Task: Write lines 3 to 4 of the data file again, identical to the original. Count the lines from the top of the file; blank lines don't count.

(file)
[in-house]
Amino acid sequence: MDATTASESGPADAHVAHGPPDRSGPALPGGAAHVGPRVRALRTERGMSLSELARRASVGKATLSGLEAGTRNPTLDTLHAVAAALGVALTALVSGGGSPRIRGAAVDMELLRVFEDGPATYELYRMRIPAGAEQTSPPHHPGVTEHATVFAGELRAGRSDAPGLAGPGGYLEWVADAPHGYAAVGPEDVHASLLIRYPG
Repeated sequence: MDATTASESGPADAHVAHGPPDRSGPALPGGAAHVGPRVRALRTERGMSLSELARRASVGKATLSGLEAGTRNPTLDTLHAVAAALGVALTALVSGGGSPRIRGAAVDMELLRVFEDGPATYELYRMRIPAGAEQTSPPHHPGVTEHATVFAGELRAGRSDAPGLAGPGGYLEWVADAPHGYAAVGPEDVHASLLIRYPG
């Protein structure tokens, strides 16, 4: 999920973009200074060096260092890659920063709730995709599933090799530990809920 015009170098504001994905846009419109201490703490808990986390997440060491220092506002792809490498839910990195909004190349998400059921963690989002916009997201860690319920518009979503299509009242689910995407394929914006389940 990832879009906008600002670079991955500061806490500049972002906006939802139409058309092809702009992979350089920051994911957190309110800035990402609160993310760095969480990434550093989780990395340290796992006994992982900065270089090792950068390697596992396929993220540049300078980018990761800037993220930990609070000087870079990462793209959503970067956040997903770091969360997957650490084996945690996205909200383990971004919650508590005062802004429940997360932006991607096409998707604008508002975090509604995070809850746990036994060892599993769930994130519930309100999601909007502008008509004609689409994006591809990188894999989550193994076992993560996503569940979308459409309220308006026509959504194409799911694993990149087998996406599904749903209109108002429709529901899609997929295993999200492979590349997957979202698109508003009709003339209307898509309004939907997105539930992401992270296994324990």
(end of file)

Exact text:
Repeated sequence: MDATTASESGPADAHVAHGPPDRSGPALPGGAAHVGPRVRALRTERGMSLSELARRASVGKATLSGLEAGTRNPTLDTLHAVAAALGVALTALVSGGGSPRIRGAAVDMELLRVFEDGPATYELYRMRIPAGAEQTSPPHHPGVTEHATVFAGELRAGRSDAPGLAGPGGYLEWVADAPHGYAAVGPEDVHASLLIRYPG
């Protein structure tokens, strides 16, 4: 999920973009200074060096260092890659920063709730995709599933090799530990809920 015009170098504001994905846009419109201490703490808990986390997440060491220092506002792809490498839910990195909004190349998400059921963690989002916009997201860690319920518009979503299509009242689910995407394929914006389940 990832879009906008600002670079991955500061806490500049972002906006939802139409058309092809702009992979350089920051994911957190309110800035990402609160993310760095969480990434550093989780990395340290796992006994992982900065270089090792950068390697596992396929993220540049300078980018990761800037993220930990609070000087870079990462793209959503970067956040997903770091969360997957650490084996945690996205909200383990971004919650508590005062802004429940997360932006991607096409998707604008508002975090509604995070809850746990036994060892599993769930994130519930309100999601909007502008008509004609689409994006591809990188894999989550193994076992993560996503569940979308459409309220308006026509959504194409799911694993990149087998996406599904749903209109108002429709529901899609997929295993999200492979590349997957979202698109508003009709003339209307898509309004939907997105539930992401992270296994324990």